If your organisation offers hybrid work, be specific about what days employees are required to be in the office. Ensure managers and other leaders in the company are present in the office during those hours to set precedents and allow in-office cultures to flourish. Gallup suggests the best in-office days are Tuesday, Wednesday and Thursday.
Hybrid work requires a new style of management and many organisations are still figuring out what works best. Invest in your managers and strengthen their performance to help employees get the most out of their time in the office.
If your employees are resisting RTO try to understand their reasoning and see if you can offer solutions. For example, the cost of commuting and dining are big concerns for employees returning to the office. Some organisations may respond to said concerns by offering travel and food stipends.
Overall, it’s important to remember our world at work has changed multiple times in the last three years alone. Remember to cultivate empathy and take the time to address concerns employees may have about changing their current work routines.
Discussions about the way AI will help reshape human resource management continued this month.
In September, experts were talking about using AI tools to onboard employees in the metaverse. Currently, discussions have centred on generative AI (artificial intelligence capable of generating text, images, or other media) and how it can be used in performance management.
Performance management is an important HR function but elements like performance reviews can tend to feel like a box-ticking exercise for managers and employees.
With generative AI, leaders and employees can feel empowered to improve performance.
Tools powered by generative AI can help highlight an employee's strengths and weaknesses and recommend upskilling programs. They can also automate processes like reminders and check-ins to help both managers and employees stick to agreed cadences.
According to the team at Ernst and Young, AI tools can become embedded in organisational structures and perform a constant analysis on key performance indicators for employees. Tools can identify red flags and offer solutions.
For example, an AI performance management tool could be integrated into your work management platform and customer service software.
The AI tool may detect an employee responding to fewer customer queries over time and suggest ways to improve time management or resurface training modules about expected call rates and times. The tool could also survey lagging employees and ask why work is slower than usual. Responses might highlight deeper issues like under-resourcing or the need for clearer help centre articles.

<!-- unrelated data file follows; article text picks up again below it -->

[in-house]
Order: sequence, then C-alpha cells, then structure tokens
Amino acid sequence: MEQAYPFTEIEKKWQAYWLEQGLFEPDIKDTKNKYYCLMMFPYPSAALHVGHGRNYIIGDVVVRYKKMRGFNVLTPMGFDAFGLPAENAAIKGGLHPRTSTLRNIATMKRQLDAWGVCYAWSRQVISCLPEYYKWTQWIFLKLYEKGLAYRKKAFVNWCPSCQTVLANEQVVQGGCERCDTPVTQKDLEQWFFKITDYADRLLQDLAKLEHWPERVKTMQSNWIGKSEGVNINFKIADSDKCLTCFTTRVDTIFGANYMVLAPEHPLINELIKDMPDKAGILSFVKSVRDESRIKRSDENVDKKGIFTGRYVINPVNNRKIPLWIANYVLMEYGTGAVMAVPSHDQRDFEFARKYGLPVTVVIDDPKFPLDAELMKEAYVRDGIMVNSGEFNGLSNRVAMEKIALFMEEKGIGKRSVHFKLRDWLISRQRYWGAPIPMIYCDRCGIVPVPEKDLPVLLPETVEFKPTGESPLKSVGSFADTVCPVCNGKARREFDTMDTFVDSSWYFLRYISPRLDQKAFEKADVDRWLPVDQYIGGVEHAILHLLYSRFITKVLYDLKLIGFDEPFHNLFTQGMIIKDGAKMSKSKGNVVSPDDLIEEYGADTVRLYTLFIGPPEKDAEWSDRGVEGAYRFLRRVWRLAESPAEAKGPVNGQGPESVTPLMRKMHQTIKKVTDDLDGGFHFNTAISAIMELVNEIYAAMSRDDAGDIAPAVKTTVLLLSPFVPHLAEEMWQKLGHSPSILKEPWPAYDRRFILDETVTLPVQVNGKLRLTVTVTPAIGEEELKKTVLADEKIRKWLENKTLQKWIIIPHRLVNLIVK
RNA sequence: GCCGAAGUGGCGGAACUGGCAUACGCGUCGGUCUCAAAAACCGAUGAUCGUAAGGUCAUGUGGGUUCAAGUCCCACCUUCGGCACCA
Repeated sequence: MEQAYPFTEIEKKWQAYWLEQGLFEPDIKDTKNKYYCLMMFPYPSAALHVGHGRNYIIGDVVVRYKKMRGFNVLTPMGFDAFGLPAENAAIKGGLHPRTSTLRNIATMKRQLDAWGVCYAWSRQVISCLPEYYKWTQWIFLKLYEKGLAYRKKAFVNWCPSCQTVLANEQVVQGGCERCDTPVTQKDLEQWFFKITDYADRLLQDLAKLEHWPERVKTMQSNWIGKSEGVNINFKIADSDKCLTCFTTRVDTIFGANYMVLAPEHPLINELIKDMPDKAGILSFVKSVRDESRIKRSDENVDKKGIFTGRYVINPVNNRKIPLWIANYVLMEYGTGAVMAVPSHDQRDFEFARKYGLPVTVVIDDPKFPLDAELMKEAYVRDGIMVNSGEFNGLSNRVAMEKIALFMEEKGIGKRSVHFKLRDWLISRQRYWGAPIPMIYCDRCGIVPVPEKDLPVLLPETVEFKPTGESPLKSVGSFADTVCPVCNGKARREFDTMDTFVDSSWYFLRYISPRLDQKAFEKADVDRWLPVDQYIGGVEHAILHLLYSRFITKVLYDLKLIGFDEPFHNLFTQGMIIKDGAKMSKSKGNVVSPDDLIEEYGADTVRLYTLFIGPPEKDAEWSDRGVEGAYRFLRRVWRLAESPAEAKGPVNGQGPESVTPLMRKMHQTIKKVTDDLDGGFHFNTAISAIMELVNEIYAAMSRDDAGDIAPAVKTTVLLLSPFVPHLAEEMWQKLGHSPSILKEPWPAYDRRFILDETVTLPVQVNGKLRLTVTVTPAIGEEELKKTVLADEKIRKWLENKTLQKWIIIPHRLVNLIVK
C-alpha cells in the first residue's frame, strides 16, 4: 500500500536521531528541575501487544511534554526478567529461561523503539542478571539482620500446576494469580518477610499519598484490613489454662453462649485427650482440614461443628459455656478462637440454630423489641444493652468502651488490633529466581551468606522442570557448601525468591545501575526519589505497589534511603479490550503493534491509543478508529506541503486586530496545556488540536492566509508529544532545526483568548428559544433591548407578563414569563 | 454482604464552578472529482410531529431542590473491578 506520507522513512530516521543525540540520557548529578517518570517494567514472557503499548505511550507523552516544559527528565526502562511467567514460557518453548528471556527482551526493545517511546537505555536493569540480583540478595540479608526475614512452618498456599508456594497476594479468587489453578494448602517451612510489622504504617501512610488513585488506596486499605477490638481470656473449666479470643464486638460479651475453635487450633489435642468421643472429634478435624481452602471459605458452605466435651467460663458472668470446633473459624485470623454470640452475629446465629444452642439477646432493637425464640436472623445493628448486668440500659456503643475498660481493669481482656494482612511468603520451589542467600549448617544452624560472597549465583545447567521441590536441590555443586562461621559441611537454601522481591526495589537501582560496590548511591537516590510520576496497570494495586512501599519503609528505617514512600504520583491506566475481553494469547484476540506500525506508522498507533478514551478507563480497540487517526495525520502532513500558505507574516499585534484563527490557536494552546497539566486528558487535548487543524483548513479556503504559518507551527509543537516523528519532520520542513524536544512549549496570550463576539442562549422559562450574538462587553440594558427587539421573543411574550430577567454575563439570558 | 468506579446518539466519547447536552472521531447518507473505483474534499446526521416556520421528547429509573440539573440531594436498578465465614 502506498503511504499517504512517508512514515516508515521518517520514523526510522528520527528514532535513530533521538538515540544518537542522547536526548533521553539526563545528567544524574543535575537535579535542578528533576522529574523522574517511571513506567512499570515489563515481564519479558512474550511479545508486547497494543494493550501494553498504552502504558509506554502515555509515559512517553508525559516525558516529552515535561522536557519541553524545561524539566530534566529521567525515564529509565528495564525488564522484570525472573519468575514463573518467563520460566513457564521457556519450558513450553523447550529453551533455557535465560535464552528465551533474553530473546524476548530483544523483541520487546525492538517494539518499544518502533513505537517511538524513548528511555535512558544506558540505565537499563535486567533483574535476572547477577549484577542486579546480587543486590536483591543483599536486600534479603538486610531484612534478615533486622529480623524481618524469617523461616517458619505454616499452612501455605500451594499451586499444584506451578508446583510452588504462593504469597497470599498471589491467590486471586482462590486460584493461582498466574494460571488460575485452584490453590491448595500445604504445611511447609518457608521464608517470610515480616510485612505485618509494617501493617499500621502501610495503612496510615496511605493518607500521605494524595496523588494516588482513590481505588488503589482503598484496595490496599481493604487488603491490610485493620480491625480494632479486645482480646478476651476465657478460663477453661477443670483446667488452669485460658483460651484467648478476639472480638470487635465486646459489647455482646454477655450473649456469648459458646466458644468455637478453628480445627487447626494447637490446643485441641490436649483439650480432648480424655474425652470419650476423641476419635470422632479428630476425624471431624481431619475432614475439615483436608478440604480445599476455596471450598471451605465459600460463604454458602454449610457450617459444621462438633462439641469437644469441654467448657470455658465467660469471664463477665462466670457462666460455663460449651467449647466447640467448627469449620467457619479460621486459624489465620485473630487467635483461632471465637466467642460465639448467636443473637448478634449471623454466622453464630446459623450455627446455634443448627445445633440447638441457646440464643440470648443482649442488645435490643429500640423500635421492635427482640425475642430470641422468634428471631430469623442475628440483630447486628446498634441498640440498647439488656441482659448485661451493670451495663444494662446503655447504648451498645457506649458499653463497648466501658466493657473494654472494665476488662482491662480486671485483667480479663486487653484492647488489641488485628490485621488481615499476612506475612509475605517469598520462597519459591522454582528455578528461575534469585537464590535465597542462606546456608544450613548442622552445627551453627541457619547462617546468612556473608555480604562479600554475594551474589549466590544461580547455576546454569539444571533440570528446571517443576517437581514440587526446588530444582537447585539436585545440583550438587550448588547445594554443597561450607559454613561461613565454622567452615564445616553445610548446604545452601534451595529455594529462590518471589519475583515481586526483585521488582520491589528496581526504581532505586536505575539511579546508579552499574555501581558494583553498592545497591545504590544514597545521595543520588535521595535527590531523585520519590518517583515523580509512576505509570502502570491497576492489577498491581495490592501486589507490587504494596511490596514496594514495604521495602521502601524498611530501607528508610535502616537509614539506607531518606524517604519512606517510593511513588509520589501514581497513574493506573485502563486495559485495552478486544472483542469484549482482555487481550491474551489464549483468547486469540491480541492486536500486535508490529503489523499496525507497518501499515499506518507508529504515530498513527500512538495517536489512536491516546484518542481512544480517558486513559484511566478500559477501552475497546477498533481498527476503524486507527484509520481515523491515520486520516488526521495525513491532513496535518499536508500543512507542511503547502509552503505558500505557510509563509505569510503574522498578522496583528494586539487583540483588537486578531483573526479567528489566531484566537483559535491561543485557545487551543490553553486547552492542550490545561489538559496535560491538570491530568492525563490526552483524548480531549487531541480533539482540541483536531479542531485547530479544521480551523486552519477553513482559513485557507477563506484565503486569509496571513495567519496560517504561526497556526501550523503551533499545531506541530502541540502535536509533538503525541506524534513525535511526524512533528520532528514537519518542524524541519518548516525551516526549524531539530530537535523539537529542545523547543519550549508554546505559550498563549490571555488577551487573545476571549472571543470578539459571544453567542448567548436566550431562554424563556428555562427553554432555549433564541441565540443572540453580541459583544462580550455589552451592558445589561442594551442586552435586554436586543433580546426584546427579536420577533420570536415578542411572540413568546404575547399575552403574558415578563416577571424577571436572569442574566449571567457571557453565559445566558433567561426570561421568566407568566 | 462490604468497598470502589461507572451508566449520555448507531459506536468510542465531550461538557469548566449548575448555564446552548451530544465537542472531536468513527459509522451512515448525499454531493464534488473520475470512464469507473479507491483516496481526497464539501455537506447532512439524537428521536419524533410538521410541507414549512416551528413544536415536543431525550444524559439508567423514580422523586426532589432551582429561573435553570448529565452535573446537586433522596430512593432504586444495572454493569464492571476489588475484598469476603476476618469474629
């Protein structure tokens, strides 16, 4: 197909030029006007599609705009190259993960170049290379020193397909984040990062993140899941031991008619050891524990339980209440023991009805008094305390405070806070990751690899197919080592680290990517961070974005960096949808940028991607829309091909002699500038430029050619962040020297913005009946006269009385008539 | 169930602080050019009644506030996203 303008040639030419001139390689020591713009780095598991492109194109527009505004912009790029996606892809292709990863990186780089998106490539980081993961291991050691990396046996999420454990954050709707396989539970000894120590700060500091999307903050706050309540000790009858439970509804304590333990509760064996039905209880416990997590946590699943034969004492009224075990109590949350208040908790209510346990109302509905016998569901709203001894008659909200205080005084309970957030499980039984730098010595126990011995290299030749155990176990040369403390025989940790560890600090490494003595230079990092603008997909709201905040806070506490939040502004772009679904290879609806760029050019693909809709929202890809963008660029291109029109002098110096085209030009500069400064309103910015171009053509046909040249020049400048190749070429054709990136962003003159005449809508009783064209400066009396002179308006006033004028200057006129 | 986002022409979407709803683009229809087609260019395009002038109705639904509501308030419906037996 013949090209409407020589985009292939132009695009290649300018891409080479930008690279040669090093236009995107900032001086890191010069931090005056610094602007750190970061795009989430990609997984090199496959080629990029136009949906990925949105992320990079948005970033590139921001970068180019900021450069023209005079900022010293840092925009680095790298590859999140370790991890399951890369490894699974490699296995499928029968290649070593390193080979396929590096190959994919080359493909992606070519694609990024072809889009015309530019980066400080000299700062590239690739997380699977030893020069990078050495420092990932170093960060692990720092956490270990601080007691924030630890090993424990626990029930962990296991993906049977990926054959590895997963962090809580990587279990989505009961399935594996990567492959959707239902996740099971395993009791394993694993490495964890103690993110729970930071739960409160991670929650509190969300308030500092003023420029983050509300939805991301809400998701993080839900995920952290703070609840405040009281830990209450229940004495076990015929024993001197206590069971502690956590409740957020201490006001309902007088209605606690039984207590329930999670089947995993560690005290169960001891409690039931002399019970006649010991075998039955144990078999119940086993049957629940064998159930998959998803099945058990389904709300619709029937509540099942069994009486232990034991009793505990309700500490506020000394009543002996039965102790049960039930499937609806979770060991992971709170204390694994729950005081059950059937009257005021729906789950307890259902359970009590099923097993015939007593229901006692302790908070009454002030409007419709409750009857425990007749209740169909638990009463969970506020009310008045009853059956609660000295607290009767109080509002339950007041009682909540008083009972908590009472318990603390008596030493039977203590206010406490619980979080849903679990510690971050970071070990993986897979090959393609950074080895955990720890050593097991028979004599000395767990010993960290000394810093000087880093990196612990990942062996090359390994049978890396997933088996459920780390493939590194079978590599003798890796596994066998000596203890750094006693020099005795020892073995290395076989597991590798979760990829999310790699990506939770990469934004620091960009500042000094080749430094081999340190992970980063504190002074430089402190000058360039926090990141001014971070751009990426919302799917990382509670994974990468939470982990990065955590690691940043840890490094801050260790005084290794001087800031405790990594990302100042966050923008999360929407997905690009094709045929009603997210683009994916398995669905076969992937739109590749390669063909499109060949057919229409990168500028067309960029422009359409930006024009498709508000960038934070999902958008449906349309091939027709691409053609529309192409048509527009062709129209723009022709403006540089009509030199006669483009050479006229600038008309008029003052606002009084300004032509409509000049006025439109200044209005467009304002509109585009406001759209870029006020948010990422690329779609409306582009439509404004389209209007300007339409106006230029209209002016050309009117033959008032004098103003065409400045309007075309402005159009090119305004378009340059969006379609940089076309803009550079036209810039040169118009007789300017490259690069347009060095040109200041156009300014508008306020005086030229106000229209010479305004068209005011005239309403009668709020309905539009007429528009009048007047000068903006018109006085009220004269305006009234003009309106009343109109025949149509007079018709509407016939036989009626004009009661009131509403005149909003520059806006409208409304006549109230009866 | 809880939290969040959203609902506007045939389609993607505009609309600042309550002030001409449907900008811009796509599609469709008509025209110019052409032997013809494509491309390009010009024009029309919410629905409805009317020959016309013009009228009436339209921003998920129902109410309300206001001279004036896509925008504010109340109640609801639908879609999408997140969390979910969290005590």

Experts agree that while AI can help improve the performance management process, human management is still essential.
AI tools can help managers better understand employees and use data to make more strategic decisions. Tools can streamline admin and collate data so managers can focus on goal setting and coaching, two important elements of the performance management process.
We are in the middle of a burnout era and organisations around the world are continuing to discuss ways to mitigate the stress and overwhelm employees are feeling.
Last month, microbreaks were a popular topic with experts emphasising the importance of small breaks throughout the day as a way to boost wellness. This month, the spotlight is being shone on the power of appreciation and celebration in the workplace.
Appreciation is the cornerstone of a healthy work culture. Studies find a reduction in giving and receiving recognition leads to increased odds of burnout by 45% and 48%, respectively. When there is no consistent organisational strategy for recognition in place, the odds of burnout increase by 29%.
How to ensure appreciation is part of your work culture? Celebrate wins big and small.
When you celebrate wins at work you help employees feel appreciated which boosts morale and increases engagement.